Yes, I do think that primary care is the bedrock of our health service. That, of course, is why the Scottish Government is taking action to invest more in primary care, and to invest a greater percentage of the health budget in primary care, in order to shift the balance away from acute and specialist healthcare and into the community.
Primary care is, of course, about much more than general practitioners, vital though they are. That is why we are promoting the multidisciplinary primary care team. There are big challenges for the health service, but it is really important work that we are determined to get on with.
An integral part of the new 2018 GP contract is
“The National Code of Practice for GP Premises”, which recommends that health boards reduce pressure on doctors by providing them with premises.
However, last week, GPs from the Maryfield medical centre in Dundee contacted me. They have for almost two years been embroiled in protracted negotiations over the transfer of their lease to NHS Tayside. Even though the health board started to run services from the medical centre more than a year ago, and even though the building has been assessed as being fit for purpose, NHS Tayside is still demanding that the GPs pay more than £100,000 for work that even the landlord deems to be completely unnecessary.
The doctors have told us that up to a third of general practices in Tayside might be facing the same situation. They have petitioned the Scottish Government for support, but nothing has been done. Does the First Minister think that that is acceptable? Will she listen to the GPs? Will she act to support them? Will she intervene?
I am very happy to look into the specific issue that Richard Leonard has raised. I would have thought that lease negotiations would best be conducted between GPs and the heath board in question, but because Richard Leonard has raised the issue I will, of course, look into it.
We are investing heavily in supporting general practitioners and general practice. The number of GPs working in Scotland has risen. By 2021, we will have invested £50 million in our groundbreaking new GP premises sustainability loan scheme, which is aimed at securing general practice for the future. Practices are already being reimbursed with £41.5 million through the Primary Medical Services (Premises Development Grants, Improvement Grants and Premises Costs) Directions 2004. We support GPs and the premises in which they work.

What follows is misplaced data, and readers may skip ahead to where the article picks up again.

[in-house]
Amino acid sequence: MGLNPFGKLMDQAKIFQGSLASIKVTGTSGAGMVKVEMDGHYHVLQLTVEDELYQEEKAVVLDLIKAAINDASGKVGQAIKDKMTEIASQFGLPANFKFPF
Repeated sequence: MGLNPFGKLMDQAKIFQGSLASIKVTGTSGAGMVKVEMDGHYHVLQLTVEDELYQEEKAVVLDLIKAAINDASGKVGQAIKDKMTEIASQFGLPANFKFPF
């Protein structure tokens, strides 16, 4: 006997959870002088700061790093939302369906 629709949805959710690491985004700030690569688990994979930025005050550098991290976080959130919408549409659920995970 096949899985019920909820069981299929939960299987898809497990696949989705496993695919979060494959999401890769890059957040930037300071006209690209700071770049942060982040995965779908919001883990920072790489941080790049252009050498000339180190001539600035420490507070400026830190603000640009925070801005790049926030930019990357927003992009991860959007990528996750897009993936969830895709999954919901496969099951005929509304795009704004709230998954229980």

As I said in my earlier answer, we want to support the multidisciplinary primary care team, which is why we are also supporting pharmacists and physiotherapists to work with GPs in order to ensure that people have the best care possible in the community.
I am happy to look into the particular case that Richard Leonard mentioned. However, generally speaking, the Scottish Government provides continued and growing support for GPs, who do a very difficult and challenging job.
The Maryfield medical centre wrote to me last week, at the same time as it wrote to the First Minister.
The truth is that general practice and primary care are under immense pressure right across the country. The British Medical Association has warned that there are workload pressures and that there is a GP shortage. The truth is that Scotland is in the grip of a GP crisis; the very survival of GP surgeries is at stake.
Incredibly, the Government still has no accurate and up-to-date information, so it has no idea how many full-time equivalent GPs there are in Scotland. It has no accurate and up-to-date information, so it has no idea how long patients are waiting to see a GP, but we all know that they are waiting too long.
Patients who need a GP appointment are being let down. GPs such as those in Dundee who need the First Minister’s support are being let down. After 12 years of her Government, Scotland is being let down. When will the First Minister finally recognise that Scotland is facing a GP crisis and that GPs and patients need a Government that is on their side?
The most recent figures show that the number of GPs who are working in Scotland is 5,049, which is an increase on the previous year. Incidentally, there are significantly more GPs per head of population in Scotland than there are in England, and there are significantly more GPs per head of population in Scotland than there are in Wales, where the Labour Party is in Government.
Next year, we will double our primary care improvement fund from £55 million to £110 million specifically to help to accelerate the expansion of multidisciplinary teams. The most recent figures show that, since 2006, there has been a 17.3 per cent increase in the number of GP training places, and we are, as I said earlier, investing in GP premises.
Through all those and other things that I could talk about—including initiatives relating to rural recruitment and, of course, the new GP contract, which was supported heavily by the BMA—we are taking action to support GPs, and to ensure that they are at the heart of the jewel in the crown of the Scottish national health service, which is primary care.
Unlike Governments elsewhere in the UK—one of which is, of course, run by Labour—the Scottish Government is getting on with the job of facing up to the challenges in the NHS and bringing to bear the solutions that the people who work in our NHS and the patients who rely on it need. I had hoped that Labour would welcome that.